“But I think I will stick around for a little while, take some time off. I have been working some really long hours as a 911 operator, and lately, oof, there’s not been a lot of wins. There has been a lot of grief coming as the holiday creeps closer. Makes me want to sleep off the next few months; wake me up when its June and sunny; time for margaritas on a beach somewhere. If I have the energy to drive to the beach.”
His tired eyes glanced down the coffee cup he was holding, more to hold to for warmth; instead of pushing himself through the morning haze with the flavorful caffeine.
He took a sip while he mulled things over. “I think at least I’ll get to know the place, and poke around a bit. After all, the Montana fresh air would be good for me. Clear a little bit of that mental junk. I’ve seen a lot of...endings lately in my time, it’d be nice to see a beginning.” What beginning will I have, Fover wondered silently to himself. What future did he really want? The question felt like a sleepy item lost at the back of a junk drawer in his thoughts. It had been there, and maybe even mattered, sometime ago. As of today, sitting across from Reece…. Fover did not feel like he had a good idea of what to do, where he should go. He had felt so lost and aimless after his almost-fiancé Emmeline had passed in front of him so grotesquely. The question hardly felt like it mattered again.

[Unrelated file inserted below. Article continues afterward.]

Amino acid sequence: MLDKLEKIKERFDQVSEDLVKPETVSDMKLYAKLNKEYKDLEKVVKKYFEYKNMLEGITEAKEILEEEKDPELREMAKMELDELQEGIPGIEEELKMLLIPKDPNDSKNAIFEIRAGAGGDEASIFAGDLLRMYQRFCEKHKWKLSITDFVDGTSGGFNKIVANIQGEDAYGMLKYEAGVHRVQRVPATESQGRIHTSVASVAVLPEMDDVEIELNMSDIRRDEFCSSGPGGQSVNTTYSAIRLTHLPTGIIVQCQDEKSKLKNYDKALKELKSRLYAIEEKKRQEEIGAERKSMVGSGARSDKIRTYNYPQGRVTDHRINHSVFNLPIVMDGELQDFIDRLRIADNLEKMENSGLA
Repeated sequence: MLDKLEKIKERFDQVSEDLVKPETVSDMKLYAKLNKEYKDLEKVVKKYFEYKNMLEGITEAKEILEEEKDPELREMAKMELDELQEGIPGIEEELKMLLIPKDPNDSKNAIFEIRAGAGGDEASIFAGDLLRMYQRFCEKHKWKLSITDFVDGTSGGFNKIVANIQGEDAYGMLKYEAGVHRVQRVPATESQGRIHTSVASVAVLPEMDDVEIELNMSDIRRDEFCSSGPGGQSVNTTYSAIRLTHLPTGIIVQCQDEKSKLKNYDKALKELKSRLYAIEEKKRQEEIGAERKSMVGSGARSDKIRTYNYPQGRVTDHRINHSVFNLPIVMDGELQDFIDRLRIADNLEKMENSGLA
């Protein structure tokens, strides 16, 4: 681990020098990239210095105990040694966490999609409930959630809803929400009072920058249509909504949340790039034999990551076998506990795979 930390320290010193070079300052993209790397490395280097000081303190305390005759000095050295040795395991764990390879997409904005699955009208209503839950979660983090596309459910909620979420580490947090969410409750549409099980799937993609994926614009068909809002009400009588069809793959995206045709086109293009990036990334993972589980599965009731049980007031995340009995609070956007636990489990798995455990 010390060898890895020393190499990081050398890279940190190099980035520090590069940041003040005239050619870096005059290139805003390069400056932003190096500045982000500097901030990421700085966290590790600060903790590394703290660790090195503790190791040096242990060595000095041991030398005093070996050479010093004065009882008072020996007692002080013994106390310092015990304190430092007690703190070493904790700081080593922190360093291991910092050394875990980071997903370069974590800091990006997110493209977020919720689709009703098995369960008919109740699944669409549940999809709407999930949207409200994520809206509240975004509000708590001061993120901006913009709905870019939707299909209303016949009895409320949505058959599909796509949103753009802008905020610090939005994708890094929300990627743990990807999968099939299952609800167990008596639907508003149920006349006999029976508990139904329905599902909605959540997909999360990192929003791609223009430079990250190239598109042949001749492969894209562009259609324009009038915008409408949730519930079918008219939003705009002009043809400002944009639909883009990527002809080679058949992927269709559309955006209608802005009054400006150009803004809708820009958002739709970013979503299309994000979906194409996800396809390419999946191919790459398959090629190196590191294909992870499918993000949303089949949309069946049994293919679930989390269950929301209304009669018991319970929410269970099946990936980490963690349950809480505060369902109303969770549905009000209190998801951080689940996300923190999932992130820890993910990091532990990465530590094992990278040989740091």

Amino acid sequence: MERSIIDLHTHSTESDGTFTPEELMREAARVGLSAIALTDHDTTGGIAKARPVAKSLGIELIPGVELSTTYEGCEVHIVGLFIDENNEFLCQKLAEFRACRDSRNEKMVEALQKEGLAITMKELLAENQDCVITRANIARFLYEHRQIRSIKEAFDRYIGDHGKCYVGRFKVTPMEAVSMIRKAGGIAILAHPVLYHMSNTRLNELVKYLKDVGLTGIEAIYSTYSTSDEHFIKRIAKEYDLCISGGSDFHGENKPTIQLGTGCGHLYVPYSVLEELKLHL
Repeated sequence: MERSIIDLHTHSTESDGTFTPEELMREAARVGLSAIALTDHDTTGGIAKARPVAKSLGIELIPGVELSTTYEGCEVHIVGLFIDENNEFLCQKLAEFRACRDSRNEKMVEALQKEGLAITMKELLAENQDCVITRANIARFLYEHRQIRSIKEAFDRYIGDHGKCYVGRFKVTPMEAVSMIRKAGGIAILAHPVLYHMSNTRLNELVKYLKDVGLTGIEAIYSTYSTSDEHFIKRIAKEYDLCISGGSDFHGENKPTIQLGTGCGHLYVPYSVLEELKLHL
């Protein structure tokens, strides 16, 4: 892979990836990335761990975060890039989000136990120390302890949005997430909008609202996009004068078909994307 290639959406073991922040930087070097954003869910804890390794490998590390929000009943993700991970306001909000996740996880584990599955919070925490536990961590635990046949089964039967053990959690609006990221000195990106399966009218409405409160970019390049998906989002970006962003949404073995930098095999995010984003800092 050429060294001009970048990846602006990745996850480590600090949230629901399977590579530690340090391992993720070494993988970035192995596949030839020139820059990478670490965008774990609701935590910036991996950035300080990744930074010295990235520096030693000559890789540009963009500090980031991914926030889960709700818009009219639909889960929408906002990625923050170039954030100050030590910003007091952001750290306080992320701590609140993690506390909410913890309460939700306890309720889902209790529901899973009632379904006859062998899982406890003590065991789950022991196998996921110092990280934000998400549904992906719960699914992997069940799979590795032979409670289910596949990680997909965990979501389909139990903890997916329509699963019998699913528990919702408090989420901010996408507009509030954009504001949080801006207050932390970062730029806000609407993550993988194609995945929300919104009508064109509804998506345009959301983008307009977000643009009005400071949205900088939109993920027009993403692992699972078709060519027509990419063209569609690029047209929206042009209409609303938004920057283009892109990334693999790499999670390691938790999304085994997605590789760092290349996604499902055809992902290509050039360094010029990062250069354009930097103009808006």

They sipped each of their coffees some more, for she had gotten one too, and eventually brought it to the simple point of signing that huge stack of paper with black ink. Unlike buying a house, this felt strangely liberating like having a free home instead. He penned the last signature and looked out the window towards what he hoped might be an interesting new future.